Two doctoral researchers of the RTG1743 “Genes, Environment and Inflammation” received prices for their posters at the 7. International Cluster Symposium “Inflammation Medicine – From Bench to Bedside” of the Excellence Cluster EXS2167 “Precision Medicine in Chronic Inflammation (PMI)” held in Hamburg, February 17-18th, 2020.
Finn Hinrichsen received the first price for his poster “Microbial regulation of epithelial hexokinase 2 links mitochondrial metabolism and cell death in colitis” endowed with 500 €. Finn currently performs his medical doctoral thesis in the “Functional Host-Microbiome Research” group of Dr. Felix Sommer at the Institute of Clinical Molecular Biology of Kiel University. The project is team effort involving also the former RTG1743 doctoral researcher in Medicine Jacob Hamm and the Master student Lena Schröder along with colleagues from Lübeck and Kiel.
The project focusses on interactions between the microbiome and host epithelial hexokinase 2 and the implications for intestinal inflammation. We identified microbial metabolites that modulate hexokinase 2 and thereby colitis in mice, which we now aim to develop into a therapeutic approach for intestinal inflammation in humans.
Gabriela Rios Martini received the second price for her poster “Characterization of microbe-specific T cell response in Inflammatory Bowel Disease” endowed with 400 €. Gabriela currently performs her doctoral thesis in the “Intestinal Immune Regulation” group of Prof. Dr. Petra Bacher at the Institute of Clinical Molecular Biology of Kiel University.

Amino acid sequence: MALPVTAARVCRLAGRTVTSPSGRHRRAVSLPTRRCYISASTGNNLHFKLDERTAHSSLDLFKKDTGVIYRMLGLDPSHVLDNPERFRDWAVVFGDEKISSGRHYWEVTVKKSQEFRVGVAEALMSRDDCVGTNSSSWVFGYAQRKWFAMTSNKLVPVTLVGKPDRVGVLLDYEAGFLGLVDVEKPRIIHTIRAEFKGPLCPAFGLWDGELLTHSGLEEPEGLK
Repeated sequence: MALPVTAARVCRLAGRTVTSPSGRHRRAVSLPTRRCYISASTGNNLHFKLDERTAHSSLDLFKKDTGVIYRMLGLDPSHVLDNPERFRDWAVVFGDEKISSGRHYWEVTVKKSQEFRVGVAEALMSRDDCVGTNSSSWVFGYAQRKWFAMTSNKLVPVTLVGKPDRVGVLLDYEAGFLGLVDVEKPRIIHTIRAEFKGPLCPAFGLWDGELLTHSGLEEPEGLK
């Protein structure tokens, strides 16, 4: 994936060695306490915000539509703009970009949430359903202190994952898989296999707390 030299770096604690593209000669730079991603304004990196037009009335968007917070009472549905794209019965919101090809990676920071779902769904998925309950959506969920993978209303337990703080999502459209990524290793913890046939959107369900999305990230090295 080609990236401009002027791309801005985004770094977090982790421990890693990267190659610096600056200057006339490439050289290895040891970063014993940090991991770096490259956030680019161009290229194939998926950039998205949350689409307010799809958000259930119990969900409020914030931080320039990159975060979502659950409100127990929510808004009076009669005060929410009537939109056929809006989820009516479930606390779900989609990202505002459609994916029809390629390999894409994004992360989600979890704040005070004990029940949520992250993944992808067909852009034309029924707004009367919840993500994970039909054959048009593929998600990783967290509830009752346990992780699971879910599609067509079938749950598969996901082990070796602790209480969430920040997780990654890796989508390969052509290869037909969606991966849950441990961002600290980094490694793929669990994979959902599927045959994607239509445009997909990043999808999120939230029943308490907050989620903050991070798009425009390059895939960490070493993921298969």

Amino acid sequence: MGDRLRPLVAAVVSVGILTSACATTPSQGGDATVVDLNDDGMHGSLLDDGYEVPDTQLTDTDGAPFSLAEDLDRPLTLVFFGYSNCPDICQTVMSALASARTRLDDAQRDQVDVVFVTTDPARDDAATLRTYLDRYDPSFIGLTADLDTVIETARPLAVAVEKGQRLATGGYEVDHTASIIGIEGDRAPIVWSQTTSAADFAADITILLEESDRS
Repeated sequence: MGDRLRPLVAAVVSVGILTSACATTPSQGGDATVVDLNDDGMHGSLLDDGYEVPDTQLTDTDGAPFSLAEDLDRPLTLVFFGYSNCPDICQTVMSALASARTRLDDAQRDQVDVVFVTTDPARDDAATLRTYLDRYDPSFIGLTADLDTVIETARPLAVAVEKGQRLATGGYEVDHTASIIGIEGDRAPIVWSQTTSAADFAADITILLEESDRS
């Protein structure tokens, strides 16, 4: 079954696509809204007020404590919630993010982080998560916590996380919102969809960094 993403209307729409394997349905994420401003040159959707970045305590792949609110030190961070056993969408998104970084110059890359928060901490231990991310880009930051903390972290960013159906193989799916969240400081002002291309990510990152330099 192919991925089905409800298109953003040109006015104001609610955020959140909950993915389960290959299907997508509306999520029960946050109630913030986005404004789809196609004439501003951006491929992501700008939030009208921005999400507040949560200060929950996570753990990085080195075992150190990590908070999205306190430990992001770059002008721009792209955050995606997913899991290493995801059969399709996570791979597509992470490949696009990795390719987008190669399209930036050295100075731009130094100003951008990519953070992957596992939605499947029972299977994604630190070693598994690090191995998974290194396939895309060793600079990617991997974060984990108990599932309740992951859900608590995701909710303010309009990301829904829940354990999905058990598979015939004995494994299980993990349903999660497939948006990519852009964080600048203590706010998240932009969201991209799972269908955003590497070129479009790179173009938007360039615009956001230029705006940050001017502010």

About the project: Dysregulated T cell reactions against intestinal antigens are considered to be a causal or driving factor for inflammatory bowel diseases (IBD). In this project we investigate how tolerance against intestinal microbes is maintained in healthy humans and how it is disrupted in IBD patients. To do so, we use a highly sensitive technology, antigen-reactive T cell enrichment (ARTE), allowing the in-depth characterization of human antigen-reactive T helper cell responses against microbial antigens directly ex vivo in human blood or tissue.
Our data provide basic knowledge on the T cell-mediated contribution to intestinal inflammation. Understanding the quantitative and qualitative contribution of individual microbes to the local environment and the subsequent modulation of the T cell response in IBD patients will provide important answers on the pathogenesis of IBD and holds potential for the development of improved diagnostic and therapeutic strategies.
Photos: C. Kloodt, copyright: Cluster of Excellence PMI, Kiel University